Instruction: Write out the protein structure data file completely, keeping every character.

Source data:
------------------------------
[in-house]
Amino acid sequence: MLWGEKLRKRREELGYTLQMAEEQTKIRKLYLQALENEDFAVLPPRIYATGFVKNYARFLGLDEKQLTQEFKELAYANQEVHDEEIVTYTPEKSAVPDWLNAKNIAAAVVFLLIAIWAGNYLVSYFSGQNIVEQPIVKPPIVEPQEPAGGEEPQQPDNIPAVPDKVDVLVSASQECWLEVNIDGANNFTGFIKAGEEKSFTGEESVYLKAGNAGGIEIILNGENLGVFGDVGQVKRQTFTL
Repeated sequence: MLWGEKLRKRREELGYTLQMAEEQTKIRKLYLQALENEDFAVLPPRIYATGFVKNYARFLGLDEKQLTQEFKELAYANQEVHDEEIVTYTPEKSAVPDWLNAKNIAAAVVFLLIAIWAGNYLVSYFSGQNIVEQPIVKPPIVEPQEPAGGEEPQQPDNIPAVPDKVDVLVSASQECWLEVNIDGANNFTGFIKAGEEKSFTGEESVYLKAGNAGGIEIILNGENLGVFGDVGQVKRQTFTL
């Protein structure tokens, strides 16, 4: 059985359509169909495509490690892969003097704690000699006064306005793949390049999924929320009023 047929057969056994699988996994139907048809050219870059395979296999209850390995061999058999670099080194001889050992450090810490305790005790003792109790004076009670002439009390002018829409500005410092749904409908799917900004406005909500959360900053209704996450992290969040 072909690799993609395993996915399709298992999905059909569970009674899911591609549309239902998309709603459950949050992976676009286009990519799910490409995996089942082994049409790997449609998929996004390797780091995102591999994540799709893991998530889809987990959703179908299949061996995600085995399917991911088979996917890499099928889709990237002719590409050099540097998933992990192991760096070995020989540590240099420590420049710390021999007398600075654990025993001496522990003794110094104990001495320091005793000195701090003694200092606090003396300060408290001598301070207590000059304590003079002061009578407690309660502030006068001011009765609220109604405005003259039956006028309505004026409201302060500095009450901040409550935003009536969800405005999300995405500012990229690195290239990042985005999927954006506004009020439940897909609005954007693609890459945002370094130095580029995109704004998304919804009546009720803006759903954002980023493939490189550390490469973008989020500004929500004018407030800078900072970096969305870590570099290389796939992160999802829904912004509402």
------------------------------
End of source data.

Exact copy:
[in-house]
Amino acid sequence: MLWGEKLRKRREELGYTLQMAEEQTKIRKLYLQALENEDFAVLPPRIYATGFVKNYARFLGLDEKQLTQEFKELAYANQEVHDEEIVTYTPEKSAVPDWLNAKNIAAAVVFLLIAIWAGNYLVSYFSGQNIVEQPIVKPPIVEPQEPAGGEEPQQPDNIPAVPDKVDVLVSASQECWLEVNIDGANNFTGFIKAGEEKSFTGEESVYLKAGNAGGIEIILNGENLGVFGDVGQVKRQTFTL
Repeated sequence: MLWGEKLRKRREELGYTLQMAEEQTKIRKLYLQALENEDFAVLPPRIYATGFVKNYARFLGLDEKQLTQEFKELAYANQEVHDEEIVTYTPEKSAVPDWLNAKNIAAAVVFLLIAIWAGNYLVSYFSGQNIVEQPIVKPPIVEPQEPAGGEEPQQPDNIPAVPDKVDVLVSASQECWLEVNIDGANNFTGFIKAGEEKSFTGEESVYLKAGNAGGIEIILNGENLGVFGDVGQVKRQTFTL
């Protein structure tokens, strides 16, 4: 059985359509169909495509490690892969003097704690000699006064306005793949390049999924929320009023 047929057969056994699988996994139907048809050219870059395979296999209850390995061999058999670099080194001889050992450090810490305790005790003792109790004076009670002439009390002018829409500005410092749904409908799917900004406005909500959360900053209704996450992290969040 072909690799993609395993996915399709298992999905059909569970009674899911591609549309239902998309709603459950949050992976676009286009990519799910490409995996089942082994049409790997449609998929996004390797780091995102591999994540799709893991998530889809987990959703179908299949061996995600085995399917991911088979996917890499099928889709990237002719590409050099540097998933992990192991760096070995020989540590240099420590420049710390021999007398600075654990025993001496522990003794110094104990001495320091005793000195701090003694200092606090003396300060408290001598301070207590000059304590003079002061009578407690309660502030006068001011009765609220109604405005003259039956006028309505004026409201302060500095009450901040409550935003009536969800405005999300995405500012990229690195290239990042985005999927954006506004009020439940897909609005954007693609890459945002370094130095580029995109704004998304919804009546009720803006759903954002980023493939490189550390490469973008989020500004929500004018407030800078900072970096969305870590570099290389796939992160999802829904912004509402």